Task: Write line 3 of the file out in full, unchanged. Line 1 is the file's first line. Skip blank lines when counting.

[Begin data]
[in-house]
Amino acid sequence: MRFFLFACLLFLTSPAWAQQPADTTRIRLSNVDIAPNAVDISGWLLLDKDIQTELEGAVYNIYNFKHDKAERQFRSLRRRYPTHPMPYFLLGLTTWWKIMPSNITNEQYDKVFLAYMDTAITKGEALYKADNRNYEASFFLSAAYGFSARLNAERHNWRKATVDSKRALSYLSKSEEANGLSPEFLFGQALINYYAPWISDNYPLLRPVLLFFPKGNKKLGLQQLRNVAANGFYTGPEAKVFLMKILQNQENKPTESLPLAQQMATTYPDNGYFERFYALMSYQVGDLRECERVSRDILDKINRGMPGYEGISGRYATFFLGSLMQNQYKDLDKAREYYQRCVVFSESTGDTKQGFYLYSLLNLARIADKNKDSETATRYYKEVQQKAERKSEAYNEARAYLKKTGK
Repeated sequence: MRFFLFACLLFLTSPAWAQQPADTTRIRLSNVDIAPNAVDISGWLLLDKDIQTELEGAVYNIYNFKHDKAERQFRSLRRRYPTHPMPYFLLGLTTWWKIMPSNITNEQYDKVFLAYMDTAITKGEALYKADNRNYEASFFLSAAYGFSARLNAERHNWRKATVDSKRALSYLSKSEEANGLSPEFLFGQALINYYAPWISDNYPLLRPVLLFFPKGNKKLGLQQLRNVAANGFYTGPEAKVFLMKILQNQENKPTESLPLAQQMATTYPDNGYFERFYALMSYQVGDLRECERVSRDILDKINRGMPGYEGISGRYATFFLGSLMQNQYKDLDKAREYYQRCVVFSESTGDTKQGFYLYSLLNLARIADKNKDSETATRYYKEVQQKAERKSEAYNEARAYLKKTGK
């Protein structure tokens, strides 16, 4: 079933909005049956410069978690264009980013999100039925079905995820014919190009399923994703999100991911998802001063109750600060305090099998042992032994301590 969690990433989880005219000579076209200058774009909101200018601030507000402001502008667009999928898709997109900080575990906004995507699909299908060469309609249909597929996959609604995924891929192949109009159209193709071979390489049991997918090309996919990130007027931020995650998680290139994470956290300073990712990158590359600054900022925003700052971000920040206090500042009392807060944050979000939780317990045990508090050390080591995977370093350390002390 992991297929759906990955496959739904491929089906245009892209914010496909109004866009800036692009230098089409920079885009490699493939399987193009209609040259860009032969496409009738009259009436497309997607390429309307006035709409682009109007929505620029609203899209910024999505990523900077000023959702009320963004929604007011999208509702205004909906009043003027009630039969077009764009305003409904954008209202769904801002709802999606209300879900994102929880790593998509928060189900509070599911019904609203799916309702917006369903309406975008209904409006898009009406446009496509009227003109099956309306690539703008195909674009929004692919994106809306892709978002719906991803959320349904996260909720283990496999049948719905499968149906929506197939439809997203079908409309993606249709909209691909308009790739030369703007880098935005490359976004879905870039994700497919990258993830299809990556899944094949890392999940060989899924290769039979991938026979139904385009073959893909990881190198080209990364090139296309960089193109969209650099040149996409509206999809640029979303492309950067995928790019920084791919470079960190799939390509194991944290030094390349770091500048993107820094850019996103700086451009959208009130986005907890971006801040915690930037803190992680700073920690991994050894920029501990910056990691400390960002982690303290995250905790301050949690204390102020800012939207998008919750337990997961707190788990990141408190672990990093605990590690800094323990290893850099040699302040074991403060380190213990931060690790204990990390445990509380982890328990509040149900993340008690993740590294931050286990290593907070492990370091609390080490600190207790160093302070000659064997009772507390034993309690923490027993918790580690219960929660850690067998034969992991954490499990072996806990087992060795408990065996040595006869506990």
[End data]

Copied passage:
Repeated sequence: MRFFLFACLLFLTSPAWAQQPADTTRIRLSNVDIAPNAVDISGWLLLDKDIQTELEGAVYNIYNFKHDKAERQFRSLRRRYPTHPMPYFLLGLTTWWKIMPSNITNEQYDKVFLAYMDTAITKGEALYKADNRNYEASFFLSAAYGFSARLNAERHNWRKATVDSKRALSYLSKSEEANGLSPEFLFGQALINYYAPWISDNYPLLRPVLLFFPKGNKKLGLQQLRNVAANGFYTGPEAKVFLMKILQNQENKPTESLPLAQQMATTYPDNGYFERFYALMSYQVGDLRECERVSRDILDKINRGMPGYEGISGRYATFFLGSLMQNQYKDLDKAREYYQRCVVFSESTGDTKQGFYLYSLLNLARIADKNKDSETATRYYKEVQQKAERKSEAYNEARAYLKKTGK